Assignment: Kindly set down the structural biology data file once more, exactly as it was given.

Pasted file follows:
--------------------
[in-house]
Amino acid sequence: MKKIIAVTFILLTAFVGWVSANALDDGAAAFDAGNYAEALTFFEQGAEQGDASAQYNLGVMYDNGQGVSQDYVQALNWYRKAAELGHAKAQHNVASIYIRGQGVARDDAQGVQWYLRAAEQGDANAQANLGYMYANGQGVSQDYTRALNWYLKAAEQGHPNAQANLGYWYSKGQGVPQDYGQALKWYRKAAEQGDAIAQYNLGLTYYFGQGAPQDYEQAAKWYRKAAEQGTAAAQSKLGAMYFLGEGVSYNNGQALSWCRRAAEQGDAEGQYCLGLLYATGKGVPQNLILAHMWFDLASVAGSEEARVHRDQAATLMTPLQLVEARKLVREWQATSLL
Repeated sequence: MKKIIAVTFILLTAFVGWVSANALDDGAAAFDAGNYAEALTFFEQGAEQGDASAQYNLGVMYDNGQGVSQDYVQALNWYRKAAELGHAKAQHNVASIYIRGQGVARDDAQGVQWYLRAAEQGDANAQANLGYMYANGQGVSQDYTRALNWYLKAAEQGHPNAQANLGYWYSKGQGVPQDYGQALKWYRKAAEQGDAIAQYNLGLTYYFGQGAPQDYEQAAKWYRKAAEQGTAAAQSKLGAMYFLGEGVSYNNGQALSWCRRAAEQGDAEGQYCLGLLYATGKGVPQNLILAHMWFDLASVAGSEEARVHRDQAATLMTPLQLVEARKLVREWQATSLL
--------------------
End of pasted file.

[in-house]
Amino acid sequence: MKKIIAVTFILLTAFVGWVSANALDDGAAAFDAGNYAEALTFFEQGAEQGDASAQYNLGVMYDNGQGVSQDYVQALNWYRKAAELGHAKAQHNVASIYIRGQGVARDDAQGVQWYLRAAEQGDANAQANLGYMYANGQGVSQDYTRALNWYLKAAEQGHPNAQANLGYWYSKGQGVPQDYGQALKWYRKAAEQGDAIAQYNLGLTYYFGQGAPQDYEQAAKWYRKAAEQGTAAAQSKLGAMYFLGEGVSYNNGQALSWCRRAAEQGDAEGQYCLGLLYATGKGVPQNLILAHMWFDLASVAGSEEARVHRDQAATLMTPLQLVEARKLVREWQATSLL
Repeated sequence: MKKIIAVTFILLTAFVGWVSANALDDGAAAFDAGNYAEALTFFEQGAEQGDASAQYNLGVMYDNGQGVSQDYVQALNWYRKAAELGHAKAQHNVASIYIRGQGVARDDAQGVQWYLRAAEQGDANAQANLGYMYANGQGVSQDYTRALNWYLKAAEQGHPNAQANLGYWYSKGQGVPQDYGQALKWYRKAAEQGDAIAQYNLGLTYYFGQGAPQDYEQAAKWYRKAAEQGTAAAQSKLGAMYFLGEGVSYNNGQALSWCRRAAEQGDAEGQYCLGLLYATGKGVPQNLILAHMWFDLASVAGSEEARVHRDQAATLMTPLQLVEARKLVREWQATSLL